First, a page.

2. What’s the best practice for a mentoring program?
Creating a mentoring program for new employees is a great way to boost employee engagement, their professional development, performance and retention rates! Here are some tips for designing and implementing an effective mentoring program:
1. Clear Objectives: The first step is to define the objectives of the mentoring program. This could include things like increasing retention, boosting performance, or fostering a better understanding of the company culture. Having clear goals will guide the structure of the program and make it easier to measure its effectiveness.
2. Program Structure: Decide on the structure of the program. Will it be a one-on-one mentoring relationship, or will it involve groups or teams? Will it be a formal or informal program? How long will the mentoring relationship last? Having a clear structure will ensure that everyone understands what’s expected of them.
3. Mentor Selection: Not everyone is cut out to be a mentor. The mentors should be experienced employees who have a solid understanding of the company culture and the skills to guide and support a new hire. They should be good listeners, empathetic, trustworthy, and have a genuine interest in helping other employees and others succeed.
4. Matching Mentors and Mentees: The process of pairing mentors and mentees is crucial. Factors to consider can include similar interests, career goals, personalities, or the specific skills and knowledge the mentee wants to develop. Some organizations let mentees choose their mentors to ensure a good fit.
5. Training: Both mentors and mentees should receive training before the mentoring relationship begins. For mentors, this could cover topics like coaching skills, communication techniques, and how to give constructive feedback. Mentees might be trained on how to set goals, give feedback, and make the most out of the mentoring relationship.
6. Establish Expectations: Both the mentor and mentee should understand their roles, responsibilities, and the expectations of the mentoring relationship. This could include how often they’ll meet, what topics they’ll discuss, and what goals they want to achieve.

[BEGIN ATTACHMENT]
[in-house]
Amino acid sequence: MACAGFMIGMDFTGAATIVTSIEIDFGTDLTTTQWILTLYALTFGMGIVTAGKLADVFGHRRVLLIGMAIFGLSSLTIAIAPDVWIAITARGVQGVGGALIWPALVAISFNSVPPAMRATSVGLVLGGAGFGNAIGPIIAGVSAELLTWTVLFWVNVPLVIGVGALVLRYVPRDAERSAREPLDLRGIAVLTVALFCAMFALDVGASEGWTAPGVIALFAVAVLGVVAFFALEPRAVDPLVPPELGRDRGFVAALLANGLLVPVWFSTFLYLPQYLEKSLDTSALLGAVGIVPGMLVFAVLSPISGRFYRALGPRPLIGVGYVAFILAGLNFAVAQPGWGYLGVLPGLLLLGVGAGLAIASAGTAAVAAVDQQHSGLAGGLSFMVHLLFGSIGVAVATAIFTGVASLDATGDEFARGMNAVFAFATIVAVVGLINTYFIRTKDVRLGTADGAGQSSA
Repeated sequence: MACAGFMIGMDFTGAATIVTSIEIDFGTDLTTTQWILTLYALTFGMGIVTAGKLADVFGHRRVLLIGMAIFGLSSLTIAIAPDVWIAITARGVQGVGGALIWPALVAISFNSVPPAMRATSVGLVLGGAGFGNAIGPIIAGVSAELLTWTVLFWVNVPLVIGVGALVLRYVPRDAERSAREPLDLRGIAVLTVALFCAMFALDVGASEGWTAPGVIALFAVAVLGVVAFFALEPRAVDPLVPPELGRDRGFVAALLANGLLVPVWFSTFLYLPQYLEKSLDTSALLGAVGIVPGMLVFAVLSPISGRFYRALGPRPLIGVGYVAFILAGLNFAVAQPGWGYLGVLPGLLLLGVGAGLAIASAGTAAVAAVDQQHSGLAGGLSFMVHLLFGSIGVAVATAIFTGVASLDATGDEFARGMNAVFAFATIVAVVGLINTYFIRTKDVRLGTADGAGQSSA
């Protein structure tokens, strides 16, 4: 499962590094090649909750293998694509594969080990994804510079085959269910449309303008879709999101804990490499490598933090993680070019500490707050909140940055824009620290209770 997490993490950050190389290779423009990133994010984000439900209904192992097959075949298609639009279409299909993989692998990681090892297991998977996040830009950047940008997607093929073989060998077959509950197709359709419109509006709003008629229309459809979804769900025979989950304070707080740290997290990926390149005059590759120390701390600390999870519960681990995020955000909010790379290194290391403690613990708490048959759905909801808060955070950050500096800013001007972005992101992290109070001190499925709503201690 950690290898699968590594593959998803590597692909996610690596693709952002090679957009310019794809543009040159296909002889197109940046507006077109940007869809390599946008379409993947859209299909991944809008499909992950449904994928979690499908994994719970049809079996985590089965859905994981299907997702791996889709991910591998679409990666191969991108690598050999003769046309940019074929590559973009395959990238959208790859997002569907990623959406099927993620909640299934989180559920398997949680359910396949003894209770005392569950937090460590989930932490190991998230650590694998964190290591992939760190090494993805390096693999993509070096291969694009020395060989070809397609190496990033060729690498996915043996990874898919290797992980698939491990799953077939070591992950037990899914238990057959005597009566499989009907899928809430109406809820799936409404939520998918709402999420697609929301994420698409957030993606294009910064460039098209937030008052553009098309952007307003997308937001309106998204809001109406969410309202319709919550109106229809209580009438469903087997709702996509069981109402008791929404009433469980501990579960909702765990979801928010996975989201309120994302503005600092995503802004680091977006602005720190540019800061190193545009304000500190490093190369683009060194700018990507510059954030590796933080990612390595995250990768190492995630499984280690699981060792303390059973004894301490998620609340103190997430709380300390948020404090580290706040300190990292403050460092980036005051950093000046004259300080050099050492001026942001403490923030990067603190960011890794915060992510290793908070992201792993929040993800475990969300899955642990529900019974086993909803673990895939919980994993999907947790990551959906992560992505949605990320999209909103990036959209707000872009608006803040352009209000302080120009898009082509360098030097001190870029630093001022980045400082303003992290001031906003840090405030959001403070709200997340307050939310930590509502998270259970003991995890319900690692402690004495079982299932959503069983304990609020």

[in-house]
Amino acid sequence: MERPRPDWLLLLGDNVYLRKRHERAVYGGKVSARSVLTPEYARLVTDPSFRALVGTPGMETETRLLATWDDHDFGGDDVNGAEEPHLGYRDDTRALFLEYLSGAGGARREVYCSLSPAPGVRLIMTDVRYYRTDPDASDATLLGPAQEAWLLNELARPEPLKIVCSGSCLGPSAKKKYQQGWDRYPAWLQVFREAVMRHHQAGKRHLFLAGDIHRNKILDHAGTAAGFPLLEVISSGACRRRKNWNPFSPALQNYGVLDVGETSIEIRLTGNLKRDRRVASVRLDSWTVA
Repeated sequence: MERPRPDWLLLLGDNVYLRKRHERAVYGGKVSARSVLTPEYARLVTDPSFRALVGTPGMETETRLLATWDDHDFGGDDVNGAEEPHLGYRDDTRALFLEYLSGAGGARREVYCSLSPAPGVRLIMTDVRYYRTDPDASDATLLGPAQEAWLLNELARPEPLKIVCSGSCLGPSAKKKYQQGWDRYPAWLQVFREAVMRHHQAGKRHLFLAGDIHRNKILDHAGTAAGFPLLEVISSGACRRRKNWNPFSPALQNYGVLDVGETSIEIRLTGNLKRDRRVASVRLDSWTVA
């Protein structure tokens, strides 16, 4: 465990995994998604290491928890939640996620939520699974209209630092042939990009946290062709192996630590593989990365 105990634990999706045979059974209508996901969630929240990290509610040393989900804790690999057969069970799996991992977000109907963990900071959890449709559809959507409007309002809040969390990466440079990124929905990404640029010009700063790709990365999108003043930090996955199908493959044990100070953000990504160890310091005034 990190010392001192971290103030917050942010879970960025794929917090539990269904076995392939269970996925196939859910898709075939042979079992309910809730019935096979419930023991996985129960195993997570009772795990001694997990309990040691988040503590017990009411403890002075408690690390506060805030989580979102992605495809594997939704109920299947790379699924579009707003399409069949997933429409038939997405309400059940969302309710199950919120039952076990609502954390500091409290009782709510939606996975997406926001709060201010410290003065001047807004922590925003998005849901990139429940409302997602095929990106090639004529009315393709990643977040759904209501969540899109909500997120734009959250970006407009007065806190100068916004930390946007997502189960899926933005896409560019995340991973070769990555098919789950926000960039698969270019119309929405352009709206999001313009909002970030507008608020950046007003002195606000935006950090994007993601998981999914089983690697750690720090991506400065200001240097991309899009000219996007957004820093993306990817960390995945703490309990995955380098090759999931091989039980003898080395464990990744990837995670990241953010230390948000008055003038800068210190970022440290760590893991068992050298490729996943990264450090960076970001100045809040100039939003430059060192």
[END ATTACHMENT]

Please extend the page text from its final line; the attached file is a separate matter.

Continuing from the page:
7. Provide Support: Both mentors and mentees should have access to ongoing support. This could be from a dedicated program manager or a full HR team representative who can provide guidance, resolve any issues, and help keep the mentoring relationship on track.
8. Feedback and Evaluation: Regular feedback and evaluation are key to improving the mentoring program over time. Consider creating a formal process where mentors and mentees can share their experiences, provide feedback, and suggest improvements.
9. Confidentiality: Mentors and mentees must trust each other to ensure the success of their relationship. Therefore, it is important to establish a code of confidentiality at the beginning of the program.
10. Recognize and Reward: Recognize the time and effort mentors put into the program. This recognition can be formal or informal, but it should demonstrate the company’s appreciation of the mentor’s contribution.
By following these best practices, you can create a mentoring program that benefits not only the new employees and their mentors, but the whole organization’s culture as a whole.
3. How do you clarify roles and responsibilities for a new employee?
At Piktochart, we make sure that our onboarding process covers all bases, including a thorough review of the job description and performance expectations. We provide a comprehensive document on performance evaluations, but our team leaders go the extra mile.
They personally guide new team members through OKRs, ensuring that everyone knows what’s expected of them to succeed. To top it off, our CEO even takes the time to chat with each individual at the end of their first month, celebrating their accomplishments and offering any necessary guidance.
Though this practice might not be as feasible in larger organizations, the foundation remains the same. Employees must have a clear understanding of their job description, reporting lines, and performance expectations from day one. And of course, fostering open communication is key – making sure that our team members feel comfortable asking for clarification whenever it’s needed.